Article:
'There is a concept of the pregnancy loss iceberg which suggests many miscarriages are missed.'
What is a late miscarriage?
Late miscarriage is anything that happens between 14 and 24 weeks of pregnancy. It is also called a second trimester miscarriage. This is different from a stillbirth (opens in new tab) which is in the third trimester.
How common are late miscarriages?
Of all miscarriages about 1-2% happen in the 'late' stage or the second trimester. It is generally considered that once the baby is past the 12 week stage it is in a 'safer' zone.
Dr Prior adds that whilst miscarriages are common, only 1 in 100 women will have three miscarriages in a row. This is known as recurrent miscarriage.
What is a threatened miscarriage?
Sometimes a woman will experience the symptoms of bleeding and period-style cramps for several days. This doesn't always mean a miscarriage is happening however.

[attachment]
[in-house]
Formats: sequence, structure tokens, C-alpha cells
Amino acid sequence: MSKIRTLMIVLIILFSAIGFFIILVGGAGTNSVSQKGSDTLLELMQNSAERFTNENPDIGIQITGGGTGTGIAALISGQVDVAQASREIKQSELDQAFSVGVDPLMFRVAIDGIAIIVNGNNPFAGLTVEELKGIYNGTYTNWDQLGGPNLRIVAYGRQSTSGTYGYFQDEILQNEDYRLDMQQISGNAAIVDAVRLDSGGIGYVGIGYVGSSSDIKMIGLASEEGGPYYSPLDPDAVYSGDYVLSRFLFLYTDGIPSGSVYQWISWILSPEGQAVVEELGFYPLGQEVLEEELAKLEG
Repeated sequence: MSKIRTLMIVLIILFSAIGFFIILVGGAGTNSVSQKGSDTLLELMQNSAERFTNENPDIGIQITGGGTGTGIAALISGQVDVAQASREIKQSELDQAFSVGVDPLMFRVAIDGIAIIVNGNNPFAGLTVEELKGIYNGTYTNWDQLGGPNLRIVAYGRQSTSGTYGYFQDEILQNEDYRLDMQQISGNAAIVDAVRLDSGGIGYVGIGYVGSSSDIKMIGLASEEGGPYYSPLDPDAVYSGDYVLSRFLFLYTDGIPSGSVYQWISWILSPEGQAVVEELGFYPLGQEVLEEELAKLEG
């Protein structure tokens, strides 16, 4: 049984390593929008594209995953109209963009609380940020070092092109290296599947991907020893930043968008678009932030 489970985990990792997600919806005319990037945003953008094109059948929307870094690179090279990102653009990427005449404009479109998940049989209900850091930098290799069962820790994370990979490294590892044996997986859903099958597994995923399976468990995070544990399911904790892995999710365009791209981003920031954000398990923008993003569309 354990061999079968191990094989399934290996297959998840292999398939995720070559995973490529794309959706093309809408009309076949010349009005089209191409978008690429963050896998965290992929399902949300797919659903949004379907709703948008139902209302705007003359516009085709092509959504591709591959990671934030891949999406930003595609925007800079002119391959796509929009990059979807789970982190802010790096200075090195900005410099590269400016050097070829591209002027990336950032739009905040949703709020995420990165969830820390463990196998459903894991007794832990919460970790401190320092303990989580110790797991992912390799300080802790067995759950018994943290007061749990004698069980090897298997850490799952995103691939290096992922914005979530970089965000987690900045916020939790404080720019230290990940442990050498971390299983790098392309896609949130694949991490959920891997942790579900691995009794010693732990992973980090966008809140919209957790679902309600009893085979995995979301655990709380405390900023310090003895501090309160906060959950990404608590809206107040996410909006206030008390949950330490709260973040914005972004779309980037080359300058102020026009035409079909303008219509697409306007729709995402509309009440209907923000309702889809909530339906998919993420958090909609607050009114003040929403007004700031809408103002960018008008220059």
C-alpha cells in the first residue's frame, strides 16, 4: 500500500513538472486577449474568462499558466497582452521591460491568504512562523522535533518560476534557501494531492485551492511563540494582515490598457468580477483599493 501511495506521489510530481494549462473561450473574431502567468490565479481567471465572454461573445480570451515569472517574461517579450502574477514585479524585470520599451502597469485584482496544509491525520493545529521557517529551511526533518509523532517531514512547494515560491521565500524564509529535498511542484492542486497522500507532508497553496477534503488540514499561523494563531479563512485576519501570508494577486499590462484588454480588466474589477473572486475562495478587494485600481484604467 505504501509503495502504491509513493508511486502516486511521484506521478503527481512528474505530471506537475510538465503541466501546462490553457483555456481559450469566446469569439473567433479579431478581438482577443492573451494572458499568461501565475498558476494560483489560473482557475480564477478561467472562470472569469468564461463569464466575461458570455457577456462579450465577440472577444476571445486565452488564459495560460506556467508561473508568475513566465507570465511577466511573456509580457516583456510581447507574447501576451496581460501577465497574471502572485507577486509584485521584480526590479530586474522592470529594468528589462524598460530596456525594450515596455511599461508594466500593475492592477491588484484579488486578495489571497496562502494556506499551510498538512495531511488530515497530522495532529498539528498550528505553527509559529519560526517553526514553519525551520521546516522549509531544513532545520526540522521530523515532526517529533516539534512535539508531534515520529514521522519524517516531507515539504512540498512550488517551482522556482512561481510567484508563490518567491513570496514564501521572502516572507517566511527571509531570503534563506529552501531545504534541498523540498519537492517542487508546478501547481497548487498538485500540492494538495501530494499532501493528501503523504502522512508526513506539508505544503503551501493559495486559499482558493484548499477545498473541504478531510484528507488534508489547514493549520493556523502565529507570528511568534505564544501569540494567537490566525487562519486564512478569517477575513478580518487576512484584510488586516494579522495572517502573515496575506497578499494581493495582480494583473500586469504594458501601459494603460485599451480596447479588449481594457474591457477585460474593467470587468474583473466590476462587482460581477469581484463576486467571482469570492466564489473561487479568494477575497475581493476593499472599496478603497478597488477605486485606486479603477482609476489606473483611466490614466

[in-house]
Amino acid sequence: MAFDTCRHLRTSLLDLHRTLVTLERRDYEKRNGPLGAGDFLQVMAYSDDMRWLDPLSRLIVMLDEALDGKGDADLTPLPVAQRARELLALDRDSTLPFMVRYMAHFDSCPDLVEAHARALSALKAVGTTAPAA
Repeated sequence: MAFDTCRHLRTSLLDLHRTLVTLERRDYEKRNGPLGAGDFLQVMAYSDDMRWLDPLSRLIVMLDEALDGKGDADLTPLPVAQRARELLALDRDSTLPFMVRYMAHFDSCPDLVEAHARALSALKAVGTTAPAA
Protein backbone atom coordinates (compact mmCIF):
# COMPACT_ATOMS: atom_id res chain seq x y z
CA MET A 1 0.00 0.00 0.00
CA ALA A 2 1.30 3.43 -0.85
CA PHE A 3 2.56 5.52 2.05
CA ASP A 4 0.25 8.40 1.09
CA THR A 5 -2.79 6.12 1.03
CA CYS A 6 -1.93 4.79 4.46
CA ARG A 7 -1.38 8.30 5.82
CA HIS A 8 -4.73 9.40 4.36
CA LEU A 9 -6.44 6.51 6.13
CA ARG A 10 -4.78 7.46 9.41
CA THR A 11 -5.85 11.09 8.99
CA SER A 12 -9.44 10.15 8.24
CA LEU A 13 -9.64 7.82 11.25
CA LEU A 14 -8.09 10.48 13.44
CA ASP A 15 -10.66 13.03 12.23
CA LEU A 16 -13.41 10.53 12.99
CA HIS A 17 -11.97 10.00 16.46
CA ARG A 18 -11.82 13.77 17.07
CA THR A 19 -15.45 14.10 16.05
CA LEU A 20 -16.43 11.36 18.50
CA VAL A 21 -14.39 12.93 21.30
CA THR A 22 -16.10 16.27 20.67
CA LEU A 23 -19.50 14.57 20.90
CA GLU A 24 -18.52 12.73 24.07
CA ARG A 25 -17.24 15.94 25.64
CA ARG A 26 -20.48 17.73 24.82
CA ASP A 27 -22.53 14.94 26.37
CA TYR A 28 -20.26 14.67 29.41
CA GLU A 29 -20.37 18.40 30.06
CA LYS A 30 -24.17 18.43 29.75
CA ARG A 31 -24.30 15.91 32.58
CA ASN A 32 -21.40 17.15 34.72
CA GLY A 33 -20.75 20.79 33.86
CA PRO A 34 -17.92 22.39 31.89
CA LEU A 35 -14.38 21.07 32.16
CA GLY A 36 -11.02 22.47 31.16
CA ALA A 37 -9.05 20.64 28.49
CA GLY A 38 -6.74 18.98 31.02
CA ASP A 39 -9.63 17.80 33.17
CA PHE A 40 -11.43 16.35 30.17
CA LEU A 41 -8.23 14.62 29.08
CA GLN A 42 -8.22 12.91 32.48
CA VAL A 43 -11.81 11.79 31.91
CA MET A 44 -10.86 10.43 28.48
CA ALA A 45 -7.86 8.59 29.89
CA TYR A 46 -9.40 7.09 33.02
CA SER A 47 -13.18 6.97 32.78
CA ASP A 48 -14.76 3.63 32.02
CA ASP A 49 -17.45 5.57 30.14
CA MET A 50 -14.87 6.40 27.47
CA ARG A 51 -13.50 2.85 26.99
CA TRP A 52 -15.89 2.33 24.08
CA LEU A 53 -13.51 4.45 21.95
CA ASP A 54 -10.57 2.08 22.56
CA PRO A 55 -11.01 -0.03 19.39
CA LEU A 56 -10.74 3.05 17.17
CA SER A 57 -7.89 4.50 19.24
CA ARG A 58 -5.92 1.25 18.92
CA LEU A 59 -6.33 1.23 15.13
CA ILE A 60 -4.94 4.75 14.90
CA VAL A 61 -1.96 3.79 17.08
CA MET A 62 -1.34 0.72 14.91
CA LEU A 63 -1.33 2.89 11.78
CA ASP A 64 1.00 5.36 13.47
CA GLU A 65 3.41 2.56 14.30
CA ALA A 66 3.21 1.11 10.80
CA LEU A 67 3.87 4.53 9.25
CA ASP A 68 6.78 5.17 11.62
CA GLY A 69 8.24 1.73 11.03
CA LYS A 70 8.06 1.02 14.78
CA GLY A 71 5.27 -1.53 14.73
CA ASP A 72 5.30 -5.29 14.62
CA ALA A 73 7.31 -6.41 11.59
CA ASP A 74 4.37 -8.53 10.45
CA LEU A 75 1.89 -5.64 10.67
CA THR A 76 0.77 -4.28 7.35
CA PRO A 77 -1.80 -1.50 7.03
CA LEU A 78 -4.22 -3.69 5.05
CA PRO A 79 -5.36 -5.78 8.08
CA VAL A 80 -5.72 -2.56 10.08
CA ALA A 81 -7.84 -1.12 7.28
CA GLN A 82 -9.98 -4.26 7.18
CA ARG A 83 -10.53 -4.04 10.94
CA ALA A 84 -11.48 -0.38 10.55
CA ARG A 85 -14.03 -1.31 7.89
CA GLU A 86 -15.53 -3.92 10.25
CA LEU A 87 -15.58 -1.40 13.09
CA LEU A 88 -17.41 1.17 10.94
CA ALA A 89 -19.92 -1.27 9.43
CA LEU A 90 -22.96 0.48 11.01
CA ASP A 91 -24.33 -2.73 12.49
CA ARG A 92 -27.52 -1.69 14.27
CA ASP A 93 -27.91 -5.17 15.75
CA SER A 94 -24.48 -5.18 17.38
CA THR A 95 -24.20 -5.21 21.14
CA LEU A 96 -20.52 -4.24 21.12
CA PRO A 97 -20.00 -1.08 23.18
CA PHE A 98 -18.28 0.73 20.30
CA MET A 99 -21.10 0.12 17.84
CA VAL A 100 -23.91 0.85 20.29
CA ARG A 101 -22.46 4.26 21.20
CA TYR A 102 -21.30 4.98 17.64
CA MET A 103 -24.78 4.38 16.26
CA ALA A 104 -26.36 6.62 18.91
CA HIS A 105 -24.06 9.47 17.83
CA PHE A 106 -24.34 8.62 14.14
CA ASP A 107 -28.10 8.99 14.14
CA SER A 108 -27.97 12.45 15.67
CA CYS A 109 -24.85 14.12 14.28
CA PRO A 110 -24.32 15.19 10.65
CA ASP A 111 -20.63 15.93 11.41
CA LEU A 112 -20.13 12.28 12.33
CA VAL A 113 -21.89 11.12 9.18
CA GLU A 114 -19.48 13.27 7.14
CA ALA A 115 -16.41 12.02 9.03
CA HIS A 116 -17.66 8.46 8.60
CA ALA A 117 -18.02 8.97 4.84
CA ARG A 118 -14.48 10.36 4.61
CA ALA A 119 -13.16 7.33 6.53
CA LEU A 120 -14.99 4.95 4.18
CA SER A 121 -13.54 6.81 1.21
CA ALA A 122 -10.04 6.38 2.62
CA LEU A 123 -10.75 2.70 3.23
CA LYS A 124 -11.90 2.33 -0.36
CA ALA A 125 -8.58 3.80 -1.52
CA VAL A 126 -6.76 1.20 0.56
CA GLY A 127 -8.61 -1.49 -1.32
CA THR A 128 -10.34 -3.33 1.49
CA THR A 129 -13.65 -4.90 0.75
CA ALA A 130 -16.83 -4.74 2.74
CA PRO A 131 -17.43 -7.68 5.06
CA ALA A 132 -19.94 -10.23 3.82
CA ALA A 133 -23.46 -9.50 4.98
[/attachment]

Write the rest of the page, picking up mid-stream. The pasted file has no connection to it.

With a threatened miscarriage these symptoms can occur but then the pregnancy can carry on as normal.
What are the early signs and symptoms of a miscarriage?
The most common early signs and symptoms of a miscarriage are vaginal bleeding and stomach cramps. Others include:
- Vaginal bleeding that can be anything from light spotting to a heavy bleed perhaps with some blood clots. It can also be a brownish discharge or bright red blood.
- Strong period-type cramping pains are also a common sign that a miscarriage might be occurring.
- The NHS also recommends that mums look out for a discharge of fluid from your vagina or a discharge of tissue.
- The symptoms of pregnancy, such as breast tenderness or morning sickness, may subside if you have experienced them up to that point.
Kate Pinney, a midwife from Tommy's baby charity, says; 'It is possible to have some spotting in early pregnancy, generally around 3-5 weeks, usually when the next period would have been due, this is called an implantation bleed, however we do advise with any bleeding in pregnancy to be reviewed to ensure there are no concerns.'
What should I do if I have early signs and symptoms of a miscarriage?
If you begin to experience any prolonged bleeding or strong abdominal and back pain during your pregnancy then you should call your GP or your EPU (early pregnancy unit) at your hospital.